Neuroscientist Aryeh Routtenberg Dies at 76
The dedicated scientist left a legacy of cutting-edge research on learning and the brain
- Was valued by his fellow scientists for his insights and perspectives
- Educated many undergraduate, graduate students now influential in the field of neuroscience
- Routtenberg ‘loved neuroscience both as a discipline and as a way of life’
EVANSTON, Ill. --- Aryeh Routtenberg, a longtime professor of psychology and neurobiology in the Weinberg College of Arts and Sciences at Northwestern University, died Feb. 27 at Northwestern Memorial Hospital. He was 76.
Routtenberg, who studied the molecular basis of memory, also was professor of physiology at Northwestern’s Feinberg School of Medicine. He began his career at Northwestern in 1965. He rose through the ranks and remained at the University his entire 50-year career.
Early in his career, Routtenberg published a pair of influential, ground-breaking papers in Psychology Review.
These papers demonstrated, early on, in the formation of the new field called neuroscience, that comprehensive theories of memory could promote substantial progress in the field.
Routtenberg’s research interests included learning and neural plasticity, and much of his work was devoted to understanding how the nervous system stores long-term memories. He was responsible for educating a generation of undergraduate and graduate students who have gone on to teach and conduct research in the field of neuroscience.
“Working in animal neural systems, Professor Routtenberg made important contributions in several areas pertaining to neural control of behavior and memory, some of his papers being cited more than 1,000 times,” said Mark Beeman, chair of psychology at Northwestern. “He was a dedicated scientist and an exacting mentor who pushed his graduate students to become independent scientists, and he allowed Northwestern undergraduates to perform cutting-edge laboratory work.”
Routtenberg spent most of his scientific career working on the biochemical and neurobiological mechanisms of how synapses change during learning, exploring how memories are formed and stored.
He was trained by James Olds, considered to be one of the founders of modern neuroscience, at the University of Michigan, and thus was an “intellectual grandson” of Donald Hebb, a giant in the field of learning and memory, said John Disterhoft, Magerstadt Memorial Research Professor in the department of physiology at Feinberg.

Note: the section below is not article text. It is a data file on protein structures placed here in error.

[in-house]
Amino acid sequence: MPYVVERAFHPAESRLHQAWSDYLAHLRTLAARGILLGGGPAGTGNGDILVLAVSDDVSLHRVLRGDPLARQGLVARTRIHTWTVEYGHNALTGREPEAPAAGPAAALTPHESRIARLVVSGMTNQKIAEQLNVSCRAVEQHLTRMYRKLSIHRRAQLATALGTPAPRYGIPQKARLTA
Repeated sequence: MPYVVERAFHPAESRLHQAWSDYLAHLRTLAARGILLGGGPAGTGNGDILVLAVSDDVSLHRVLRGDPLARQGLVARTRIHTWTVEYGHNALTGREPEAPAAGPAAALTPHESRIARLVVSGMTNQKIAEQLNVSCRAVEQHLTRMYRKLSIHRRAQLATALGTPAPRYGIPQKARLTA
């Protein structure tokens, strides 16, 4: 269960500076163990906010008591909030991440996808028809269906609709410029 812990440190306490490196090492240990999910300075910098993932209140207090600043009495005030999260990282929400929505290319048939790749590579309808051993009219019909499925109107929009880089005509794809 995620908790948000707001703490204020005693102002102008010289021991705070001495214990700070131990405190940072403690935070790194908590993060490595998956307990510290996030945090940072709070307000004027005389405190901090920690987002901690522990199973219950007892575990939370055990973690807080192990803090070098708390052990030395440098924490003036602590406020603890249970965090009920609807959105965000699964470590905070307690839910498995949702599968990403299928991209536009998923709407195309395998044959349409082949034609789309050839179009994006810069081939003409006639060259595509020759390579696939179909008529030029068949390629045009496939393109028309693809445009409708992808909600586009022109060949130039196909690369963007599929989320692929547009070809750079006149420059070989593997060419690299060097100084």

“Olds was extremely creative and individualistic, characteristics that he nurtured in his student,” Disterhoft said. “Aryeh was intellectually demanding of himself as well as of his students and colleagues.”
One of Routtenberg’s former Northwestern graduate students Jerome L. Rekart said his contributions to our understanding of memory are manifold.
“His seemingly endless curiosity and keen insights led to diverse findings that spanned species, with articles ranging from reminiscence in the cold flour beetle to learning-dependent neuronal growth in rats to structural changes in the post-mortem tissue of Alzheimer’s patients,” said Rekart, now director of research and analytics for College for America, based at Southern New Hampshire University. “The theoretical models that he put forth challenged existing ideas about how molecules and cells actually store memories.”
Routtenberg left a legacy of several hundred peer-reviewed papers as well as pithy reviews and theoretical papers. He was in considerable demand on the learning and memory lecture circuit, both nationally and internationally.
“Professor Routtenberg’s fellow neuroscientists valued his insights and comments about the field,” Disterhoft said. “Many of his experiments were performed before their time and at the cutting edge of the techniques that he had available to him, thus, pointing the way for those who followed after him.”
Routtenberg first came to Northwestern as a graduate student in 1961, receiving his master’s degree in comparative neurobiology in 1963. After earning his Ph.D. at the University of Michigan, he returned to Northwestern as a member of the faculty in 1965.
His colleagues remember him as a jazz aficionado, often playing the saxophone and flute at department holiday parties.
“As a student at McGill University, he led a jazz band that once played background music behind the poetry readings from a local poet also from McGill named Leonard Cohen, or so he told me,” Ken Paller, professor of psychology and director of the Cognitive Neuroscience Program at Northwestern, fondly recalls. “As a colleague, he was jovial and happy to converse about issues big and small, and to give sage career advice.”
Disterhoft said Routtenberg loved neuroscience, both as a discipline and as a way of life.
“He told me several times that he had no intention to retire, that reading neuroscience, interacting with students and colleagues in the laboratory, and in conversations and at meetings was what made his life meaningful,” Disterhoft said. “As was his intention, Aryeh Routtenberg was an active faculty member at Northwestern University until his death.”
Professor Routtenberg was a Fellow of the American Psychological Association and served on the editorial boards of many neuroscience research publications.
In addition to receiving degrees from Northwestern and the University of Michigan, he earned a B.A. in physiological psychology from McGill University in 1961.
Routtenberg was a resident of Highland Park. He is survived by daughter Yael Routtenberg and son Noam Routtenberg; and long-time partner Rita Murphy and her children Margaret Kemp, Susan Murphy, Dan Murphy, Elizabeth McCarthy and Cara Murphy.
Friends are invited to add their comments to the following webpage: http://wcas.nu/in-memoriam-aryeh.